Easter evening, having gathered together in an upper room, the disciples receive a visit from the risen Jesus.
He’s not willing to take anyone else’s word for things. Frederick Buechner says of Thomas: Imagination was not Thomas’s long suit. They can be annoying – how come he won’t believe our testimony?However, persons like Thomas push us to ask questions of our faith and push us to offer good solid answers to the questions of faith as well.Not only that, but as Levison also notes there is intimacy here—much like a kiss on the mouth.And with this breathing in of the Spirit, Levison writes: “Jesus gives to his friends the new found authority of the Spirit, to forgive or not – but not from arm’s length.We’re not told why Thomas was absent, but whatever the reason he didn’t receive the benefit of the earlier visitation.
He lacks that breath of the Spirit, and so he’s not sure he can trust their witness.
Jesus breathes upon and says to them: “Receive the Holy Spirit.” When Jesus’s breathes on them it’s not just a general blowing of air into the room.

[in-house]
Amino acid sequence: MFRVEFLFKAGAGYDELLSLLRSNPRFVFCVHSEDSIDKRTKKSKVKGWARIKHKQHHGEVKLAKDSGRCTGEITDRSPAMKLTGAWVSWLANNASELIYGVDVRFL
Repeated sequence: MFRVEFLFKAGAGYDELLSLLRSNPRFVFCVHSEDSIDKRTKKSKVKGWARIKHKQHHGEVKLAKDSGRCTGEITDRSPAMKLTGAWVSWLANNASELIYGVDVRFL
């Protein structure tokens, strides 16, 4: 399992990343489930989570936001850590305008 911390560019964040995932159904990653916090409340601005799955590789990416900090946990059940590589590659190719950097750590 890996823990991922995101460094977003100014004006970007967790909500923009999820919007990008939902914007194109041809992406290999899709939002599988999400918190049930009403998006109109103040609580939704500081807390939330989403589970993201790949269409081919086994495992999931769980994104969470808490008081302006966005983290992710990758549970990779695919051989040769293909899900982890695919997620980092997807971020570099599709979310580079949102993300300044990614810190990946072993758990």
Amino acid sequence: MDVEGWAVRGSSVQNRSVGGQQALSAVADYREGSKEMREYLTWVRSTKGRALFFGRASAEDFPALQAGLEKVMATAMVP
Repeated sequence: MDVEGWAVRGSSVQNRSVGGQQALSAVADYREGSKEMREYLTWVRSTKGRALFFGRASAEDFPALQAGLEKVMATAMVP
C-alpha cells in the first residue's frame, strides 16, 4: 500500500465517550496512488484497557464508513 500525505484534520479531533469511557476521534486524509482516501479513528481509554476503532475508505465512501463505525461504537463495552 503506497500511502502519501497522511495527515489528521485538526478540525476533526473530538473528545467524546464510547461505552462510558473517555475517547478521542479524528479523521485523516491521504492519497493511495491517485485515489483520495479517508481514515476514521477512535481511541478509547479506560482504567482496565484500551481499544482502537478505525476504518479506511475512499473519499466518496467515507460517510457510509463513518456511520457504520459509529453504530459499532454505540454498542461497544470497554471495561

Jack Levison suggests that this is a rather intimate act.
The very personal act of inbreathing turns into a fresh call for his frightened and timid friends” [40 Days with the Holy Spirit: Fresh Air for Every Day, p. With this commission, accompanied by the intimate gift of the Spirit, the disciples are ordained and empowered to grant forgiveness (or retain it).
It must have been an exciting, if not also confusing moment (how do you make sense of Jesus’ ability to walk through walls).
These are people who struggle with the physical nature of Jesus.